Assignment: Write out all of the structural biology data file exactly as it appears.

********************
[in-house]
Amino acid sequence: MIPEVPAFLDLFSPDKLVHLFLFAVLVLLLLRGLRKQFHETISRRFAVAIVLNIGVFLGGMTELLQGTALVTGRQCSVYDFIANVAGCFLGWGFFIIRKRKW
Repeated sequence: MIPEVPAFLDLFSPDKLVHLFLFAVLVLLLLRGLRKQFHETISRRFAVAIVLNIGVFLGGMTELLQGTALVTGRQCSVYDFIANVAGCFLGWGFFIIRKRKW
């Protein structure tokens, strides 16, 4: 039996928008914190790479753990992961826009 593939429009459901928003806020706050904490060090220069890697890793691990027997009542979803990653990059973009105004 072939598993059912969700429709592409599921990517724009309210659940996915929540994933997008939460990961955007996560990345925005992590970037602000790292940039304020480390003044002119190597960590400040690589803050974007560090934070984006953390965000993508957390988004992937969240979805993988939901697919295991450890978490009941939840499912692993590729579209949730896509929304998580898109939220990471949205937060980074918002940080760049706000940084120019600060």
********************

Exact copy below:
[in-house]
Amino acid sequence: MIPEVPAFLDLFSPDKLVHLFLFAVLVLLLLRGLRKQFHETISRRFAVAIVLNIGVFLGGMTELLQGTALVTGRQCSVYDFIANVAGCFLGWGFFIIRKRKW
Repeated sequence: MIPEVPAFLDLFSPDKLVHLFLFAVLVLLLLRGLRKQFHETISRRFAVAIVLNIGVFLGGMTELLQGTALVTGRQCSVYDFIANVAGCFLGWGFFIIRKRKW
């Protein structure tokens, strides 16, 4: 039996928008914190790479753990992961826009 593939429009459901928003806020706050904490060090220069890697890793691990027997009542979803990653990059973009105004 072939598993059912969700429709592409599921990517724009309210659940996915929540994933997008939460990961955007996560990345925005992590970037602000790292940039304020480390003044002119190597960590400040690589803050974007560090934070984006953390965000993508957390988004992937969240979805993988939901697919295991450890978490009941939840499912692993590729579209949730896509929304998580898109939220990471949205937060980074918002940080760049706000940084120019600060």